Special Article: "Super Bowl Time Management Tips"

HIGHLANDS RANCH, CO (January 16, 2004)—What does
time management have to do with Super Bowl football?
Everything! Football pros competing in the Super Bowl
use great goal-setting techniques. By studying the game,
you too can learn a lot about how to set objectives.
Successful football teams devote a great deal of thought
and time to planning how to move the ball down the field.
And successful people devote time to planning what
they’ll accomplish in business and in life. Ask the coaches
who’ve led teams to the Super Bowl. They know you can’t
win without a good game plan.

The term “SUPER BOWL” describes nine components for
making touchdowns in your life:

S = Specific. Progress in football is measured a yard at a
time. Similarly, you’re wise to measure your progress
toward a goal in numbers, percentages, milestones, or
dates. “Learn software program” isn’t specific, but “Spend
five hours a week learning software program” is. “Lose
weight” isn’t specific, but “Lose thirty pounds at one
pound a week” can be measured by simply stepping on
the scale. “Make more calls” isn’t specific, but “Make five
new outbound prospecting calls a day” is.

U = Us. The quarterback doesn’t attempt to score by
himself; he hands off the ball to other players. Individual
players can’t win without help from their teammates.
Reaching a goal requires an entire team of people to be
accomplished. You’ll experience limited success if your
department or family doesn’t buy into your goal, so
understand your strengths and know when to delegate
pieces of the task to others. Where can you save time by
passing the ball to others qualified to do the task?

P = Plan to succeed. Top teams don’t go out and just start
playing. They prepare, plan, and study the playbook.
They determine in advance what will be effective and how
to spend their time. Similarly, don’t tackle a job without
drawing up a plan of attack. List all the steps it will take to
execute your plan in a logical sequence. Each night, draw
up your plans for the next day so you are focused and

E = Effort. Teams get to the Super Bowl through effort, not
luck. Yes, you might reach your goals through sheer luck,
but the odds are much better if you work hard. Injuries can
put the very best team out of the playoffs, so players put
effort into staying healthy. Scoring a touchdown isn’t easy,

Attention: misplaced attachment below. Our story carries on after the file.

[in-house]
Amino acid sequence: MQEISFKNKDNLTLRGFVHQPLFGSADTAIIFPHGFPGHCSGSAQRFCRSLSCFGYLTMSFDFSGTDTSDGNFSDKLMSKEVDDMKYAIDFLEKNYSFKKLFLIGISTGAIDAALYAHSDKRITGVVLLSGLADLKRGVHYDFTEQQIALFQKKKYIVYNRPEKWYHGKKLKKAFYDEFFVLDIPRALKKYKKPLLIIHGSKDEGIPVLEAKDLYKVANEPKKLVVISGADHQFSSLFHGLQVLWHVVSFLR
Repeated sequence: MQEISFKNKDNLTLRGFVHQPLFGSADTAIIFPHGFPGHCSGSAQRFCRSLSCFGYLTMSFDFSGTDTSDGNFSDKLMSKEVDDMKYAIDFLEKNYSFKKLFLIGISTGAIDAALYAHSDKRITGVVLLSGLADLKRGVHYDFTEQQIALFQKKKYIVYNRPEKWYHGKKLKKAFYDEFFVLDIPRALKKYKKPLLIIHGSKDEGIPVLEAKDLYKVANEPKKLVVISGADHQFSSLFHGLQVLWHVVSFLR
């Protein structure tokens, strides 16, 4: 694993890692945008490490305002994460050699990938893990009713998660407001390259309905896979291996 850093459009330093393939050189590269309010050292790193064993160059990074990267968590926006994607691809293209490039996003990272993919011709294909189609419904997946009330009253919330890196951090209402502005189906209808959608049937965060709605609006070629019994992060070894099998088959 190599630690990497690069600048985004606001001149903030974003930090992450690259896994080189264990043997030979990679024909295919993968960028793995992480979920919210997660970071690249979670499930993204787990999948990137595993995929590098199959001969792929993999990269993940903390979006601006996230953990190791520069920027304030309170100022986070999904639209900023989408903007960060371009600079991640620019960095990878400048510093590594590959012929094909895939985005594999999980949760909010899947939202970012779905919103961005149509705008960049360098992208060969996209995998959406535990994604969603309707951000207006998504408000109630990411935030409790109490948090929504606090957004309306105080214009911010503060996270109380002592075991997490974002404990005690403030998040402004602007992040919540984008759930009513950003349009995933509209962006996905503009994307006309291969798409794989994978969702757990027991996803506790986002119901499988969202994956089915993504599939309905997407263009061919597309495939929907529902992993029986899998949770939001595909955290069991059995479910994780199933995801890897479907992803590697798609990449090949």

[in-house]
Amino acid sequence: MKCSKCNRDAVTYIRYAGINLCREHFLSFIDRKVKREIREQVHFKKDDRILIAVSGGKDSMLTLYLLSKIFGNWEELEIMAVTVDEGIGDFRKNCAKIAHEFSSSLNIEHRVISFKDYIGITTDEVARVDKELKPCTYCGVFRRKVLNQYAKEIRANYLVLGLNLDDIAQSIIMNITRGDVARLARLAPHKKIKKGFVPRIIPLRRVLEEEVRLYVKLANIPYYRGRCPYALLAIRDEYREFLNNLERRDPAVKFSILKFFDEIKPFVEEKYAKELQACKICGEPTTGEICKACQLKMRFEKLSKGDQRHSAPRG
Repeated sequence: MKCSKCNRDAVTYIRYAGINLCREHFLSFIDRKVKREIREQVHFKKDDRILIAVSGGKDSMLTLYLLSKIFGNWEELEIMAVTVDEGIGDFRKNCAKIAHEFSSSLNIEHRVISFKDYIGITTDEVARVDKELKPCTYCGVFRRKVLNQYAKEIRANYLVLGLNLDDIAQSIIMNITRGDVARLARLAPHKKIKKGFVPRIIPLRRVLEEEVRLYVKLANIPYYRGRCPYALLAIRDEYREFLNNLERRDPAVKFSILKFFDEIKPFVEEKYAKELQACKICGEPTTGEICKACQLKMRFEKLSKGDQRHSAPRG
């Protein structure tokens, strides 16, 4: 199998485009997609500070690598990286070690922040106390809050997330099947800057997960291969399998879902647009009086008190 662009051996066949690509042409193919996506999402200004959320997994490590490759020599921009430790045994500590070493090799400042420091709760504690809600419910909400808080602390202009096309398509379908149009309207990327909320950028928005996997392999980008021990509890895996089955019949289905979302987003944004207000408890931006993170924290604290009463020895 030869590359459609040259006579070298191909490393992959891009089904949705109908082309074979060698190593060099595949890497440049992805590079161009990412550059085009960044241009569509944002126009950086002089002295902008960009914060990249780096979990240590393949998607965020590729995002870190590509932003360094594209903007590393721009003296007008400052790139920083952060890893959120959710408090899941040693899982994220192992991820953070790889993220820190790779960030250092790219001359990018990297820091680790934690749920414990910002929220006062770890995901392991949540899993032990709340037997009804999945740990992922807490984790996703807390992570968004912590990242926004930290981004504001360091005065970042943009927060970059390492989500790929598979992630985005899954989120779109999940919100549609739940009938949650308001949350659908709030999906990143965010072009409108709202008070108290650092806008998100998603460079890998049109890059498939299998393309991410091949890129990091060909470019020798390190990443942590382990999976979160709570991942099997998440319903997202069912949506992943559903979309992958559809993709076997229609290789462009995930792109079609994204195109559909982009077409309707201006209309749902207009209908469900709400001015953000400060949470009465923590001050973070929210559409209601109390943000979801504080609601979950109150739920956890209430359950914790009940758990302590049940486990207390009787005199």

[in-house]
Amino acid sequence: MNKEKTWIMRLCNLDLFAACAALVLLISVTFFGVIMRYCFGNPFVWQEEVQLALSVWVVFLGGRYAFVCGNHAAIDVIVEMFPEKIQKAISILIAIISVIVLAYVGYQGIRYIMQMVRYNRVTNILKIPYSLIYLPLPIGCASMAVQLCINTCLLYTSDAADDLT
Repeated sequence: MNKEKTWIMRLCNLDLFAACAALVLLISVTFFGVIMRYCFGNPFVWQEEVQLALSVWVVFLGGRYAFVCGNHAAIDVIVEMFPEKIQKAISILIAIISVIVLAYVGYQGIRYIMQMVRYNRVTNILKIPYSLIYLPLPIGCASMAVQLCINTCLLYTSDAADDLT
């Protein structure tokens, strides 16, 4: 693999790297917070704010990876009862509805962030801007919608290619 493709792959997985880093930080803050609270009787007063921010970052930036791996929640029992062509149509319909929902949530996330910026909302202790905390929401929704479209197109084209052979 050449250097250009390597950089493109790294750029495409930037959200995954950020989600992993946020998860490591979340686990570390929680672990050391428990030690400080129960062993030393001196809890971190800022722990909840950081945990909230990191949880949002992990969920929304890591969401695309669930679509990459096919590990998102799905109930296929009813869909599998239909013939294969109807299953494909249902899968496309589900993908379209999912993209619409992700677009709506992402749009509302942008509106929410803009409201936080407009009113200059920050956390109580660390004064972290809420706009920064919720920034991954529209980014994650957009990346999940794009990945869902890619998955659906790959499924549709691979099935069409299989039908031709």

but it’s attainable with effort. Similarly, your goals should
challenge you without being unrealistic. Don’t set yourself
up to fail, but do force yourself to stretch. When you
experience success at reaching “stretch” objectives, you
gain confidence. Also know when to take a time out and
rest, so you don’t burn out or get fatigued.

R = Reward. Players have unique ways of celebrating a
touchdown—through a gesture, a dance, even a back flip.
Have a plan to celebrate your accomplishments, too.
You’ll stay motivated to work toward your objective when
you know the rewards. The vision of earning a Super Bowl
ring keeps players pushing toward that end. What will be
your reward once you’ve accomplished your goal? What is
exciting enough to make you want to shoot for it? A
vacation? A massage? A round of golf? Rewards can also
be intrinsic, such as increased self-esteem, more
confidence, or the pleasure of a job well done.

B = Belief. Football players have a burning desire to win,
and so should you. Have confidence in yourself! Picture
yourself in the moment you achieve your goal. Determine
how you will feel. Use positive self-talk and hear what
others say when your goal is achieved. Enlist your friends
and create your own personal cheering section. Your fans
help you maintain your enthusiasm, and you’ll rise to the
level of your own self-esteem. When you’re having a slow
day, call your fans and ask for encouragement.

O = Obstacles. Teams spend a lot of time studying the
competition and determining how to beat it. What
obstacles do you face when working on your goal? What
might prevent you from obtaining it? Consider early in the
process what could go wrong, then put contingency plans
in place and anticipate problems before they occur.

W = Written. Many people dream about what goals they
want to accomplish, but few actually write them down.
Coaches don’t have all the plays memorized; they refer to
their playbooks. Written objectives are tangible and
concrete. Make them uplifting and phrase them in a
positive way. Review your progress at regular intervals
and track it as you go. For example, measure your weight
each week, summarize your sales calls every day, or
determine how many pages you wrote each day.

L = Limits. Football games have four 15-minute quarters, a
framework in which players have to succeed. Break your
goal down into manageable pieces with well-defined start
and stop dates. Many goals will have multiple action
steps, each with a target date. Don’t think of a project as a
10-hour task; think of it as 10 one-hour tasks. A goal is a
series of first downs—mini-goals that help you see your
progress and keep you motivated.

Remember, you don’t have to move 100 yards all at once.
Take small steps toward your goals every day or every
week. Get moving, and you'll soon feel the positive effects
of the change. And every little bit of change can lead to
long-term healthy habits, which last far beyond the Super
Bowl party!

Make it a productive day!

(C) Copyright 2004 Laura Stack, MBA, CSP. All rights
reserved. Portions of this newsletter may be reprinted in
your organization or association newsletter, provided the
following credit line is present:

"Laura M. Stack, MBA, CSP, is "The Productivity PRO," (R)
helping people leave the office earlier, with less stress, and
more to show for it. She presents keynotes and seminars
on time management, information overload, and personal
productivity. Contact her at 303-471-7401 or
[email protected]."